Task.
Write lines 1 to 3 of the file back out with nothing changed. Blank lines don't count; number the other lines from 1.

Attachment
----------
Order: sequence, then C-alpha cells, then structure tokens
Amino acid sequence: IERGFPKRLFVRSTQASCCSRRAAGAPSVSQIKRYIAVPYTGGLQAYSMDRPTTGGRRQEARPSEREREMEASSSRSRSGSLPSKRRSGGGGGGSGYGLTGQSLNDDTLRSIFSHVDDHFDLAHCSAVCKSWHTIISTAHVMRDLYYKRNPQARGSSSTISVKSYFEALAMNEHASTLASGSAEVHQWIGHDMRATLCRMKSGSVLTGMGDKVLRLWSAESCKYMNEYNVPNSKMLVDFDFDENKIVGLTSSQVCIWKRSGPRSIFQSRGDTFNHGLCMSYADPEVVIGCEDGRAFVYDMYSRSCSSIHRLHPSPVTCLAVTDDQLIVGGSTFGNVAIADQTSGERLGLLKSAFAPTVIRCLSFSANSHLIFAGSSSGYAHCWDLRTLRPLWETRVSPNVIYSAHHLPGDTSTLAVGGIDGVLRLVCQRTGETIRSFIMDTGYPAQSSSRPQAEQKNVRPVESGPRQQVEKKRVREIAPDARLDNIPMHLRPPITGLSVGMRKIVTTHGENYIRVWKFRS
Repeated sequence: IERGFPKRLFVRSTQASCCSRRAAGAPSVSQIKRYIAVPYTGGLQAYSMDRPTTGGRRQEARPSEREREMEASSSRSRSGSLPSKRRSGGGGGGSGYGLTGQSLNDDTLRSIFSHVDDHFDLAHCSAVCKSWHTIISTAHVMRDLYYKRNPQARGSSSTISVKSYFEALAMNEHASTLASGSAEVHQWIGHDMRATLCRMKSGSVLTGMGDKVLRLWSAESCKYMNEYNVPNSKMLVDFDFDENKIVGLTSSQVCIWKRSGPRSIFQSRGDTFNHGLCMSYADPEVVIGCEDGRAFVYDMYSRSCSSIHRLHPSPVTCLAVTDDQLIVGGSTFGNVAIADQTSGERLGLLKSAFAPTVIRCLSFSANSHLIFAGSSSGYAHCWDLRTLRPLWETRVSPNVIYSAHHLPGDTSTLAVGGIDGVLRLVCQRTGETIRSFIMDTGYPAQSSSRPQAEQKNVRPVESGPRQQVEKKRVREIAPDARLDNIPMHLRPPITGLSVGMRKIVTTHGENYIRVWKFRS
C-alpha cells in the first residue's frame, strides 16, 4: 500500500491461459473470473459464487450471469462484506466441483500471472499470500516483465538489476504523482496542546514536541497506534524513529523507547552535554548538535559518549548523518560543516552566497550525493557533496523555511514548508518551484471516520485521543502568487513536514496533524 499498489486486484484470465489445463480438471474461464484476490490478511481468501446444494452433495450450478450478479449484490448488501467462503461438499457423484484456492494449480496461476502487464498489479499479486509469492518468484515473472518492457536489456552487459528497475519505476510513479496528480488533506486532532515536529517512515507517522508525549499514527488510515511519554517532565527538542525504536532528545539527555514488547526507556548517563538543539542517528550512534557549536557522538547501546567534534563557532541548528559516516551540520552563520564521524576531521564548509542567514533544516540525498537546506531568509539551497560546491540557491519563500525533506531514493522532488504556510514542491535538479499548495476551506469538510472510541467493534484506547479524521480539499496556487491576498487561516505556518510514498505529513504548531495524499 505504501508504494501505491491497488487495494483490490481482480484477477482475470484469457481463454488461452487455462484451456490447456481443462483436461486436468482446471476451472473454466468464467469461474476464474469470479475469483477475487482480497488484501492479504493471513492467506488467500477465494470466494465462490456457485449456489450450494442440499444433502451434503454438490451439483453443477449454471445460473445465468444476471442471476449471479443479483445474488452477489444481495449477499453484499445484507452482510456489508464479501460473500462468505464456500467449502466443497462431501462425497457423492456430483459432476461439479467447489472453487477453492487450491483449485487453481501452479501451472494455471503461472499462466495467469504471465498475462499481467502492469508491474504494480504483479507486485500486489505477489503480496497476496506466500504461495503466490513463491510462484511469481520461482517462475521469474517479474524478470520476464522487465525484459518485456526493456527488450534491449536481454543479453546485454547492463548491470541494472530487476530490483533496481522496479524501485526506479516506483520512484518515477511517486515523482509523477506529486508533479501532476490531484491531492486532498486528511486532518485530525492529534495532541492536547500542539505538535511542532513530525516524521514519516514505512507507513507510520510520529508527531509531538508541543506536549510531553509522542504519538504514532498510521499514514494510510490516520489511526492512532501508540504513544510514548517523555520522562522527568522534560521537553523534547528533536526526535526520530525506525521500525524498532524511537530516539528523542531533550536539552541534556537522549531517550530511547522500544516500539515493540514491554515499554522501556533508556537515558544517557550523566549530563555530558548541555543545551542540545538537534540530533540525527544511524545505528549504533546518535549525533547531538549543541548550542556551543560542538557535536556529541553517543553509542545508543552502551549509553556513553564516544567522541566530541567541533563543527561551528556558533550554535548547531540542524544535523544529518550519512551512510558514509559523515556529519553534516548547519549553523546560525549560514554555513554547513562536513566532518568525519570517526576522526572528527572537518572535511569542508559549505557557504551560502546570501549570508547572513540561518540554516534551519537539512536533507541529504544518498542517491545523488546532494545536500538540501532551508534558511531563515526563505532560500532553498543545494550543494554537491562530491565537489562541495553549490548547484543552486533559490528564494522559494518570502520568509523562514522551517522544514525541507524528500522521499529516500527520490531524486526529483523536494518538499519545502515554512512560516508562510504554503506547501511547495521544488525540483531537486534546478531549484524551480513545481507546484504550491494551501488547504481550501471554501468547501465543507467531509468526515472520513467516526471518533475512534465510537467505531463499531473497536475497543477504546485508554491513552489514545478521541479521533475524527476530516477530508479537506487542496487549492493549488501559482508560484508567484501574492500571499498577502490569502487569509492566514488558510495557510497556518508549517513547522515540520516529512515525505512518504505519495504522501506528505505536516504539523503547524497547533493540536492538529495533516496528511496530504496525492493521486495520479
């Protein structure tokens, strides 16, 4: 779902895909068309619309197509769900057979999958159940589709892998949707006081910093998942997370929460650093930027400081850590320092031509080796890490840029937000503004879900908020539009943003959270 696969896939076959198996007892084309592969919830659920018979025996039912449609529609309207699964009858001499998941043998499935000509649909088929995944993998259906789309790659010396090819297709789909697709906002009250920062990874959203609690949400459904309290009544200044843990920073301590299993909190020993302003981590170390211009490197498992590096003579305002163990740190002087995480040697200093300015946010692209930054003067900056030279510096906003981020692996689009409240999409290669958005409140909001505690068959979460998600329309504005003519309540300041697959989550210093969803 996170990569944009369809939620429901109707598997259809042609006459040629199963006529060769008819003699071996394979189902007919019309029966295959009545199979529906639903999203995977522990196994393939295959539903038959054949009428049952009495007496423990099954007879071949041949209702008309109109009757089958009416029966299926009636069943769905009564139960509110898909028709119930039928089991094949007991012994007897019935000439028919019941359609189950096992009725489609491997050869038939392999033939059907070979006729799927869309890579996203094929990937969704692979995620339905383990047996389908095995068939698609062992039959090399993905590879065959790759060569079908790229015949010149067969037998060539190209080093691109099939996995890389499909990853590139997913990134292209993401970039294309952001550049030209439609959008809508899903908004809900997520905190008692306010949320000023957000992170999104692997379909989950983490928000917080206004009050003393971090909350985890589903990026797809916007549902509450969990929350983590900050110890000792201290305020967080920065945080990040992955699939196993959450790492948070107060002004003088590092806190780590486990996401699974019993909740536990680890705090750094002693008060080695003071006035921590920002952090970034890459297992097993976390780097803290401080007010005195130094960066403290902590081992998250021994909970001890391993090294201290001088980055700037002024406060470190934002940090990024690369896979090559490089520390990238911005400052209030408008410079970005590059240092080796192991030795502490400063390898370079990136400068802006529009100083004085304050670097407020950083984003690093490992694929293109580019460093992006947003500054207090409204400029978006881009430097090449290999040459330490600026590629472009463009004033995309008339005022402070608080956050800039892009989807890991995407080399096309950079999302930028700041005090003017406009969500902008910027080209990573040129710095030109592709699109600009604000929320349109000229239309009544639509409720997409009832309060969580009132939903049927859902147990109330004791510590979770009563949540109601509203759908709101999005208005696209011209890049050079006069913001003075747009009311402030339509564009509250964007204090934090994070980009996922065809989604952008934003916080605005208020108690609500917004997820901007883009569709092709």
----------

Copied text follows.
Order: sequence, then C-alpha cells, then structure tokens
Amino acid sequence: IERGFPKRLFVRSTQASCCSRRAAGAPSVSQIKRYIAVPYTGGLQAYSMDRPTTGGRRQEARPSEREREMEASSSRSRSGSLPSKRRSGGGGGGSGYGLTGQSLNDDTLRSIFSHVDDHFDLAHCSAVCKSWHTIISTAHVMRDLYYKRNPQARGSSSTISVKSYFEALAMNEHASTLASGSAEVHQWIGHDMRATLCRMKSGSVLTGMGDKVLRLWSAESCKYMNEYNVPNSKMLVDFDFDENKIVGLTSSQVCIWKRSGPRSIFQSRGDTFNHGLCMSYADPEVVIGCEDGRAFVYDMYSRSCSSIHRLHPSPVTCLAVTDDQLIVGGSTFGNVAIADQTSGERLGLLKSAFAPTVIRCLSFSANSHLIFAGSSSGYAHCWDLRTLRPLWETRVSPNVIYSAHHLPGDTSTLAVGGIDGVLRLVCQRTGETIRSFIMDTGYPAQSSSRPQAEQKNVRPVESGPRQQVEKKRVREIAPDARLDNIPMHLRPPITGLSVGMRKIVTTHGENYIRVWKFRS
Repeated sequence: IERGFPKRLFVRSTQASCCSRRAAGAPSVSQIKRYIAVPYTGGLQAYSMDRPTTGGRRQEARPSEREREMEASSSRSRSGSLPSKRRSGGGGGGSGYGLTGQSLNDDTLRSIFSHVDDHFDLAHCSAVCKSWHTIISTAHVMRDLYYKRNPQARGSSSTISVKSYFEALAMNEHASTLASGSAEVHQWIGHDMRATLCRMKSGSVLTGMGDKVLRLWSAESCKYMNEYNVPNSKMLVDFDFDENKIVGLTSSQVCIWKRSGPRSIFQSRGDTFNHGLCMSYADPEVVIGCEDGRAFVYDMYSRSCSSIHRLHPSPVTCLAVTDDQLIVGGSTFGNVAIADQTSGERLGLLKSAFAPTVIRCLSFSANSHLIFAGSSSGYAHCWDLRTLRPLWETRVSPNVIYSAHHLPGDTSTLAVGGIDGVLRLVCQRTGETIRSFIMDTGYPAQSSSRPQAEQKNVRPVESGPRQQVEKKRVREIAPDARLDNIPMHLRPPITGLSVGMRKIVTTHGENYIRVWKFRS